By Bruce Levine–
CHICAGO (CBS) — After a pitching duel between White Sox left-hander Chris Sale and Tigers right-hander Justin Verlander on Monday afternoon at U.S. Cellular Field, it was the team that had more to play for that prevailed in 11 innings.
Detroit outfielder Justin Upton hit a three-run homer to break a 2-2 tie in the 11th, and the Tigers held on for a 5-3 win against the White Sox. Upton’s blast came after White Sox catcher Alex Avila, a former Tiger, hit the game-tying homer off Verlander in the seventh inning to the opposite field.
Avila spent the first seven years of his career in Detroit, and he sees the difference in the two teams in the here and now.
“They are going through a September run,” Avila said. “They can sort of sense it over there. Every game means something for them. I have been through that feeling before, having been on that side.”
Sale allowed two runs in eight strong innings while throwing 118 pitches. The only hitter he couldn’t handle was Tigers first baseman Miguel Cabrera, who accounted for four of the six hits Sale allowed with two homers and two singles. Sale struck out eight and walked none.
“I have to say he is one of the best there is,” Sale said. “Look on the back of his card, there are some pretty awesome numbers. It is back and forth with him, and I really enjoy the competition. Would I have preferred not to give up two home runs to him? Yeah, but it does make for good competition.”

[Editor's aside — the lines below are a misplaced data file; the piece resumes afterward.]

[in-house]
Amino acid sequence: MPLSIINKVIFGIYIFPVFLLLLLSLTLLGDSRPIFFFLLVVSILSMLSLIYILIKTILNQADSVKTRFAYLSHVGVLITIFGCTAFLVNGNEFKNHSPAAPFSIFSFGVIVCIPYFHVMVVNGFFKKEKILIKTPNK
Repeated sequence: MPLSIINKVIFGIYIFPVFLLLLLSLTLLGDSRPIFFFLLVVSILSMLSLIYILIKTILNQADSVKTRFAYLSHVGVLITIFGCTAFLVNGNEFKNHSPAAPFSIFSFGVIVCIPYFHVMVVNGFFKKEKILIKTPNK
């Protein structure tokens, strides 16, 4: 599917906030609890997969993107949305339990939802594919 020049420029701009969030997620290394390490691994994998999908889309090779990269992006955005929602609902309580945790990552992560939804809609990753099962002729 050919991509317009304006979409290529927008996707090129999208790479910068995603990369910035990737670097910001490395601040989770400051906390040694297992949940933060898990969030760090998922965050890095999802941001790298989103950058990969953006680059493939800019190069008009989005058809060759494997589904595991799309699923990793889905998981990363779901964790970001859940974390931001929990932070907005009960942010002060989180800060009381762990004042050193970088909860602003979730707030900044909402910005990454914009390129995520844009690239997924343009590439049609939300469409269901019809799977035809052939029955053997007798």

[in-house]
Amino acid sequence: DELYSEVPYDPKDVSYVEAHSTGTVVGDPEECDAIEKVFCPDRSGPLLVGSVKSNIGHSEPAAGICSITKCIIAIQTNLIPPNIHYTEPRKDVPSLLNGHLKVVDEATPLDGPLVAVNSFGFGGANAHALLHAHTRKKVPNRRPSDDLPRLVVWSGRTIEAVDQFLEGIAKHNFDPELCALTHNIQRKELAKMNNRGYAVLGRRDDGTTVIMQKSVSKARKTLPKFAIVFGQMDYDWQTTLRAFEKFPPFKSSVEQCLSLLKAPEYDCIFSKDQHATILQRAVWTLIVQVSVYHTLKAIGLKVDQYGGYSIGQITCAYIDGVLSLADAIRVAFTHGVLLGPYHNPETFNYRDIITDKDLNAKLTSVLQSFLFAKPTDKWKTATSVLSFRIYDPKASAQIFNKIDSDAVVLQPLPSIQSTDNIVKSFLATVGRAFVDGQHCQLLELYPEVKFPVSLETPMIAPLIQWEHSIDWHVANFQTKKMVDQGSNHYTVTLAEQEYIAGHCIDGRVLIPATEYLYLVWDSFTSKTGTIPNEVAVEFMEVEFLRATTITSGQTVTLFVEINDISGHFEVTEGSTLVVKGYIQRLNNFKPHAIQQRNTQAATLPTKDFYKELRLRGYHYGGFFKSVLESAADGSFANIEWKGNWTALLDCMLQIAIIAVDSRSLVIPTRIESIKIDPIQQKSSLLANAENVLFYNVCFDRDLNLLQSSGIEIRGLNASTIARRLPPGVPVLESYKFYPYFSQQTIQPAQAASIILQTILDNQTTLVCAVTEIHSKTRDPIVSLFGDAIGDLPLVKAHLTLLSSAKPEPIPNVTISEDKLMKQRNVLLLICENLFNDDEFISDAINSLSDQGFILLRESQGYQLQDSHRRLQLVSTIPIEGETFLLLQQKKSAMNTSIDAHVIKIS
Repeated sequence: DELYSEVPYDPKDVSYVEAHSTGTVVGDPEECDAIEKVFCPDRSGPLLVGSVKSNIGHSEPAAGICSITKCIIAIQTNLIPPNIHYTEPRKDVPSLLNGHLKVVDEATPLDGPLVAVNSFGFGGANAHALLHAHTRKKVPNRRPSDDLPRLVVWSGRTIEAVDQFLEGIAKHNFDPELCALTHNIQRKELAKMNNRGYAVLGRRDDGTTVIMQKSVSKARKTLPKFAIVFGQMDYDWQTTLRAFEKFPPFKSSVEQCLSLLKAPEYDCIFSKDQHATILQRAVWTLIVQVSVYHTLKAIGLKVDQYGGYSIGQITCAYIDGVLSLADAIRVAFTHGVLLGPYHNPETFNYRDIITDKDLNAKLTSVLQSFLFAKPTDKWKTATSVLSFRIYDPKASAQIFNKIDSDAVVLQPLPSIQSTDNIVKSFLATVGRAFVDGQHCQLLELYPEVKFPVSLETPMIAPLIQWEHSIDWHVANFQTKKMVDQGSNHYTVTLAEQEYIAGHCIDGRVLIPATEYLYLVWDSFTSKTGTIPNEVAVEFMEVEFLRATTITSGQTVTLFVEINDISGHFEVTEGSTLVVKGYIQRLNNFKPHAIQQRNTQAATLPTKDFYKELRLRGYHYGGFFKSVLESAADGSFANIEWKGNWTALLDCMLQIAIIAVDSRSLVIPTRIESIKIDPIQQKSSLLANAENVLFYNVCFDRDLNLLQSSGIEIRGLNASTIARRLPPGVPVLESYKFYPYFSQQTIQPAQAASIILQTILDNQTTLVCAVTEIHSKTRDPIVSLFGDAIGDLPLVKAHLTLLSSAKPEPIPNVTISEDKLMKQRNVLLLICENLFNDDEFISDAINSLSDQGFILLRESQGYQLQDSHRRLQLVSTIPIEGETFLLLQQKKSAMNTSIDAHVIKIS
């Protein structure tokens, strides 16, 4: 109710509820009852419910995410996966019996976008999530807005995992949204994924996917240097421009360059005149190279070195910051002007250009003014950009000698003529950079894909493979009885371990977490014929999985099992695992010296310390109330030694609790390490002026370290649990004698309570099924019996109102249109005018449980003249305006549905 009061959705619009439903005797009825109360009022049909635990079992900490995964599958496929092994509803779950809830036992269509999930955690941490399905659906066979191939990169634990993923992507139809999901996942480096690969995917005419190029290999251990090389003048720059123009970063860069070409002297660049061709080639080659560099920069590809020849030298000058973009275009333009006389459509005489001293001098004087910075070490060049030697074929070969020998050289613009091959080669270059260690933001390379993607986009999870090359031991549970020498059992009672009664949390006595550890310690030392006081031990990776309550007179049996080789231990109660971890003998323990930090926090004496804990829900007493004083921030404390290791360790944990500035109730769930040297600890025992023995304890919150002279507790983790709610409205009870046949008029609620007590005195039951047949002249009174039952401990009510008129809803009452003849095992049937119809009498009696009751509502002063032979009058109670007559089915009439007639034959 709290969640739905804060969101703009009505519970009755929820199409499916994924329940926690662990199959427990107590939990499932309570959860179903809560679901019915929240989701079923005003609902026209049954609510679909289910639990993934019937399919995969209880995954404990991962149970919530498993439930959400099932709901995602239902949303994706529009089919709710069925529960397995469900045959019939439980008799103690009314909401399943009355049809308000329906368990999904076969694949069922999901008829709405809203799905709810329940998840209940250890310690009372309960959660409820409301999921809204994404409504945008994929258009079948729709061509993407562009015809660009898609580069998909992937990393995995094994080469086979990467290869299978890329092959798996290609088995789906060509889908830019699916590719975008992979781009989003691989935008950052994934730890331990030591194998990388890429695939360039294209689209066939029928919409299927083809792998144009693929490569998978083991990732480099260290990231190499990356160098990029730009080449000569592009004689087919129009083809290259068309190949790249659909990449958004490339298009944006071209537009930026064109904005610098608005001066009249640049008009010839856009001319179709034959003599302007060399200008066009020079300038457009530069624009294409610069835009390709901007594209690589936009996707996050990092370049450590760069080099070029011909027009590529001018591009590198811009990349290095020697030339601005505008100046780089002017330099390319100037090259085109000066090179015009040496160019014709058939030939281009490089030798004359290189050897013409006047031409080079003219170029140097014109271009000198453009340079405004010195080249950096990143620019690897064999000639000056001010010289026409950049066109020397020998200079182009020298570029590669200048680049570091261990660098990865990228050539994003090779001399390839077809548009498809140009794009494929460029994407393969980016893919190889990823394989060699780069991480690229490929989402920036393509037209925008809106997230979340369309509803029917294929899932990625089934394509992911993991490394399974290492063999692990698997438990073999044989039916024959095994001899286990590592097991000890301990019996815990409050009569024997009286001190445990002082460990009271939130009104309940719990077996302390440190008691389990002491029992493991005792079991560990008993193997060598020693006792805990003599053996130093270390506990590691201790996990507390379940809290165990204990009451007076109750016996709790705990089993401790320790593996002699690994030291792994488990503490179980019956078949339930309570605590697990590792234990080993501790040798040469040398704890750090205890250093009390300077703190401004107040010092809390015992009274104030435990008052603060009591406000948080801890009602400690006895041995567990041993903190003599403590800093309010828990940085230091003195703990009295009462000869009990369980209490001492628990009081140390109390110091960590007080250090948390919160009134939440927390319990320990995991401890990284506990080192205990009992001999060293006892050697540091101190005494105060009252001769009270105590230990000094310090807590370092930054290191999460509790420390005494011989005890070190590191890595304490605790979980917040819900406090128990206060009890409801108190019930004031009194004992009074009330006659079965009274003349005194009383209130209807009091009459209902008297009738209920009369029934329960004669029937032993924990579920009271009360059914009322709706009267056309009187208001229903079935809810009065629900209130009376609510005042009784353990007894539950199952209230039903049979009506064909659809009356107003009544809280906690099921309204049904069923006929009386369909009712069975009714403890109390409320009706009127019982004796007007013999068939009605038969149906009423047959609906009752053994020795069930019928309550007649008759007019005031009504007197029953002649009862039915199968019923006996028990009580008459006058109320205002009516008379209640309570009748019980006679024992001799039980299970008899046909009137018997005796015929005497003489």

Chicago is 5-12 against Detroit this season and now 22-35 in the AL Central.
“The one thing you always stress is beating the teams in your division,” Avila said. “We have struggled with that this year. That is why we are in the position we are in.”
The White Sox (65-72) haven’t had a winning record in the AL Central since 2012. Sale has now competed in the division for seven years and has yet to participate in playoff baseball in a Chicago uniform.
“I can tell you top to bottom, nobody is happy about it,” Sale said of another season that’s fallen short of expectations. “It falls on us mostly. You just have to look yourself in the mirror and try to see what we can do to change it. Everybody does, from top to bottom. We have to find a way to be better next year. You have to hold your head up high. We do have to change something.”
That change Sale is talking about may include him being shopped in the offseason for a boatload of talent from another organization. For now, Sale pitched at least eight innings for his fourth straight outing, the first time he’s ever put together such a streak.
“It’s hard to look at stuff like that when you have been going through what we have as a team,” Sale said. “I really don’t look too far into personal stats. Some guy will have really bad stats on the World Series team. I would trade mine with him.”
Bruce Levine covers the Cubs and White Sox for 670 The Score and CBSChicago.com. Follow him on Twitter @MLBBruceLevine.